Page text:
Illiniza Sur is considered a high altitude peak. Its summit is higher than any in the lower 48 states of the United States of America and all but one in Europe (Mt Elbrus 5,642m). Interested climbers will want to gain experience at altitudes beyond their regular capacity and, when possible, increase their cardiovascular training in this simulated terrain.
Technical alpine climbing skills are necessary to make the summit. This includes prior experience traveling on glaciers and ascending vertical ice and snow. An ability to understand snow conditions and appropriately mitigate avalanche hazard is also strongly recommended.
Gear & Equipment Illiniza Sur lies close to the equator, which means that the area can receive quite a bit of precipitation throughout the year. It is not uncommon (even during the dry seasons) to encounter snowfall and rain high up on the mountain and throughout the approach. The high elevation combined with the technical requirements of this route should not be underestimated. Mountaineering insulated boots, a shell jacket and shell pants, insulating layers that will still keep you warm when wet, and a standard alpine climbing clothing system are all necessary.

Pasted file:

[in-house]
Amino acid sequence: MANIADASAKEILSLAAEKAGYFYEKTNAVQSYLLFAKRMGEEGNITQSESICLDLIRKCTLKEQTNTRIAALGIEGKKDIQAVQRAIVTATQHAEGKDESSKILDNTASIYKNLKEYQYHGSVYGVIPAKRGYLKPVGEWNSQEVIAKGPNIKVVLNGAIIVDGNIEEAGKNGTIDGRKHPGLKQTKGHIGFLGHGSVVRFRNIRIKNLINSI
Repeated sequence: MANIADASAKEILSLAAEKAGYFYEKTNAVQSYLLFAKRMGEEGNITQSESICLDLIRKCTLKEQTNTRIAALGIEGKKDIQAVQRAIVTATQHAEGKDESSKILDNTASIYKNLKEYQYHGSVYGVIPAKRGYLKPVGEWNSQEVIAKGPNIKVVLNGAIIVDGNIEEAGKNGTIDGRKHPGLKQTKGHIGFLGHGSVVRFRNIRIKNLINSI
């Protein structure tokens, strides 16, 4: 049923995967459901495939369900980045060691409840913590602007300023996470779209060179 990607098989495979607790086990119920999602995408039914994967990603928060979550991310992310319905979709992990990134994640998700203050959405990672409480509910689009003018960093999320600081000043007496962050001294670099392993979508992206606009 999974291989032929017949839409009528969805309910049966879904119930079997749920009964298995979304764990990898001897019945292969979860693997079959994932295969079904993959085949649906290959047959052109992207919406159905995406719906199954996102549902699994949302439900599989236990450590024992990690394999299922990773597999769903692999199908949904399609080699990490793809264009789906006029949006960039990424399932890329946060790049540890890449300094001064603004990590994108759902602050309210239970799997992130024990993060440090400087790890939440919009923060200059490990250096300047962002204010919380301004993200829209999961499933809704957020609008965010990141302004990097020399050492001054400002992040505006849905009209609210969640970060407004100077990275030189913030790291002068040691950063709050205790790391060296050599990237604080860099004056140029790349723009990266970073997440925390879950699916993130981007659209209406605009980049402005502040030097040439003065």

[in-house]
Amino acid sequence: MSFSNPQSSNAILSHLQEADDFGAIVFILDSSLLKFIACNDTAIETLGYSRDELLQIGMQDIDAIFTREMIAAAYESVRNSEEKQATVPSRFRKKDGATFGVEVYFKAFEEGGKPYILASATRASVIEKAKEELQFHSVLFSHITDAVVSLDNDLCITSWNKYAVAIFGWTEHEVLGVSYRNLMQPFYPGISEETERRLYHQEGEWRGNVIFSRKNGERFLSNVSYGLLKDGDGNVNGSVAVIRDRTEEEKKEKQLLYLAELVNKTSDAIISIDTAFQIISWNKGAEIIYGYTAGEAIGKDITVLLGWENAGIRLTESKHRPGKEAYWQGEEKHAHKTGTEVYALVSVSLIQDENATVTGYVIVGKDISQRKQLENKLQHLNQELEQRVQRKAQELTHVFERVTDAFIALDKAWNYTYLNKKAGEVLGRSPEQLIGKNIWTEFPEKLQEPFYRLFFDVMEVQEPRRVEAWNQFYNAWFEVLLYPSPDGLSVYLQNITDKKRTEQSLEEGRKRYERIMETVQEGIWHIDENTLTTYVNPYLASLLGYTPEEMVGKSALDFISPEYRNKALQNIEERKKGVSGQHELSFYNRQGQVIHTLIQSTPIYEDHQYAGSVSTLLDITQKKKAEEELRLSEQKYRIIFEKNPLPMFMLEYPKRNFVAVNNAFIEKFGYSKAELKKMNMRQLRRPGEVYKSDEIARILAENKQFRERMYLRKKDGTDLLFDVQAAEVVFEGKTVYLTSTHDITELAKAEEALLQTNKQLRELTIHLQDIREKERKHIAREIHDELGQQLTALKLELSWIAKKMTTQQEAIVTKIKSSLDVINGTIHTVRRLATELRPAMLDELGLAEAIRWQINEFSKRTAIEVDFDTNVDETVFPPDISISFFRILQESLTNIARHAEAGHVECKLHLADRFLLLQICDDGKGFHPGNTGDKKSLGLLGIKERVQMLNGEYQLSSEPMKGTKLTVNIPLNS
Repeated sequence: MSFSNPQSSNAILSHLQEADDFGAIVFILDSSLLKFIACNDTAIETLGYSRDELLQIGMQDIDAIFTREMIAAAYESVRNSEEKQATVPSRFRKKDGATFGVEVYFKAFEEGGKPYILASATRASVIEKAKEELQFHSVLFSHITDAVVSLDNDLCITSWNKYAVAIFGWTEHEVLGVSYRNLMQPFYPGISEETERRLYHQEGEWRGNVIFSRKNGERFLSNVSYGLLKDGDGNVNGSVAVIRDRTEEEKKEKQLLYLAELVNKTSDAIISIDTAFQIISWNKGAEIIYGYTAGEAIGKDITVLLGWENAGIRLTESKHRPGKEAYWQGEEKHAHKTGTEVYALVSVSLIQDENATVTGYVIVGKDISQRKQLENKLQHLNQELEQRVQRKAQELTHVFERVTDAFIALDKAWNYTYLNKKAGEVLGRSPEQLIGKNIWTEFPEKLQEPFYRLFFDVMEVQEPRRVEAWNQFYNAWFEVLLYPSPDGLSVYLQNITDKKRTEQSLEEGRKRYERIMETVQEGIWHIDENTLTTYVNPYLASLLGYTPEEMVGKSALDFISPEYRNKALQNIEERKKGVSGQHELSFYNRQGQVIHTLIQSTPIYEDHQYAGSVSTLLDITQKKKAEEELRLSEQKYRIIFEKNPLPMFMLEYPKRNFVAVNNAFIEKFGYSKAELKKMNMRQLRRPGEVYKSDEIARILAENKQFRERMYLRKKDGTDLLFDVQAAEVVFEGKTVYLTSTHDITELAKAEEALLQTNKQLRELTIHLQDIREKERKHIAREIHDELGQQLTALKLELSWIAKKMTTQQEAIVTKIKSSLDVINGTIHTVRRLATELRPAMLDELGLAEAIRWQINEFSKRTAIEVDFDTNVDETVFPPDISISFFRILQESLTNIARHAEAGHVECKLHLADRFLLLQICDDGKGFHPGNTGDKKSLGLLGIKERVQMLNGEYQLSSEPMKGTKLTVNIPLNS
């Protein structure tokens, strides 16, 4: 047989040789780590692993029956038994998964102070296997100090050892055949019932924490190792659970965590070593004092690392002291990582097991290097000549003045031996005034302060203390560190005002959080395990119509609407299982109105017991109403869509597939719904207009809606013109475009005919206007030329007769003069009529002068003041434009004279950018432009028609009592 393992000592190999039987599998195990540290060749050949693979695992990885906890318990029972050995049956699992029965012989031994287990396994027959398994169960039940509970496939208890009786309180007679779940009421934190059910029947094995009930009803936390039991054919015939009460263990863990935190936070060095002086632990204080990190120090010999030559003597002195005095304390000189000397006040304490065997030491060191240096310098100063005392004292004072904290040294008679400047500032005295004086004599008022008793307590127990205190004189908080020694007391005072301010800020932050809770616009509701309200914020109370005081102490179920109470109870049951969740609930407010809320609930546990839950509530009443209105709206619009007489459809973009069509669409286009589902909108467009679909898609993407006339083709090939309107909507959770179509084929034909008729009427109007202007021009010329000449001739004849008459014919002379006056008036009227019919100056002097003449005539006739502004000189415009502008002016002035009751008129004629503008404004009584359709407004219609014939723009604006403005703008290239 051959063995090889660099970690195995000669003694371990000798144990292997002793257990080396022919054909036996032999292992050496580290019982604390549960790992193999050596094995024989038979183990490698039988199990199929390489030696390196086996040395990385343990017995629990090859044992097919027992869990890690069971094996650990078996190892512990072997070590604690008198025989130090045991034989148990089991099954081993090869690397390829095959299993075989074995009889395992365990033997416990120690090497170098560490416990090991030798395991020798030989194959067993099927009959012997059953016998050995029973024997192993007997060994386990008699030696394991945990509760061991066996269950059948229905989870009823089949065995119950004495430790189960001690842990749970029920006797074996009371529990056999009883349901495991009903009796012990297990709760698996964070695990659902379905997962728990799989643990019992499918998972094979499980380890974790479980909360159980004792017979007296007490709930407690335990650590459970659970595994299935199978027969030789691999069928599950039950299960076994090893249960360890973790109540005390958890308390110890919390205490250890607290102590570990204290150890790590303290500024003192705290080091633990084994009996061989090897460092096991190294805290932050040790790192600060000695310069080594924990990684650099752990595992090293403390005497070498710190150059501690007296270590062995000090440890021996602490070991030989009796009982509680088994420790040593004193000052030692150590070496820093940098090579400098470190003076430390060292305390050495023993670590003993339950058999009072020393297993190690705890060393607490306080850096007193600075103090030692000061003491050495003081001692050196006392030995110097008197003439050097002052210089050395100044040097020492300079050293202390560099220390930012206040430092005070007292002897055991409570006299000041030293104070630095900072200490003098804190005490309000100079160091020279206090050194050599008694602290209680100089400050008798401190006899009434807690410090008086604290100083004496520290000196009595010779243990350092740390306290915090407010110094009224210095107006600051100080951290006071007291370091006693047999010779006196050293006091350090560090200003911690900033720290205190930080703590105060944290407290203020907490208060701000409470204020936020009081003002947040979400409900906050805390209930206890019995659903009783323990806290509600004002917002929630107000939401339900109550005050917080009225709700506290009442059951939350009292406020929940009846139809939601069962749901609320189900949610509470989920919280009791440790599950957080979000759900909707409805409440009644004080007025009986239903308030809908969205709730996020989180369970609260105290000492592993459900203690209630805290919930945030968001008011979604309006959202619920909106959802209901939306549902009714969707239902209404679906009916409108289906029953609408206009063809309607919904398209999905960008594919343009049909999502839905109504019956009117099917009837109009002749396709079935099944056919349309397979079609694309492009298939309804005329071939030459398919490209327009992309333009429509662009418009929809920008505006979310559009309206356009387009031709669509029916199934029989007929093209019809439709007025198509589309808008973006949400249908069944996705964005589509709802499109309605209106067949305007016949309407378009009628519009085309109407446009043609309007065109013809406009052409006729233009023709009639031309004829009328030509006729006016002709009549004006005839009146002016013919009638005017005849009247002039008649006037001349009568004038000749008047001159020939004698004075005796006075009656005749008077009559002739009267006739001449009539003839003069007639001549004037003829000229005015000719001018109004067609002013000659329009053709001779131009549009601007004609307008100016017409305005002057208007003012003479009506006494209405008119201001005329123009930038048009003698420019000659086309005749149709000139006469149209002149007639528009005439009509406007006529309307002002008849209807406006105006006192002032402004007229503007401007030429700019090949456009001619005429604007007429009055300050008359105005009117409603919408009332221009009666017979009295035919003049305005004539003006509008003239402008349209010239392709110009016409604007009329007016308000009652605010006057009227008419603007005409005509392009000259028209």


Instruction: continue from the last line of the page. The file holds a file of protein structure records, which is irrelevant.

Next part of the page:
Mountaineering hardware and equipment, including two technical alpine climbing tools, steel horizontal or vertical front point crampons, ice screws, pickets, and ropes are all also required for this climb.
This peak, compared to many other options in Ecuador, is often overlooked and/or underestimated but the rewards it offers are more than just the summit view. It is an excellent alpine climbing challenge in many regards and can provide a very memorable experience irregardless of whether or not you reach the summit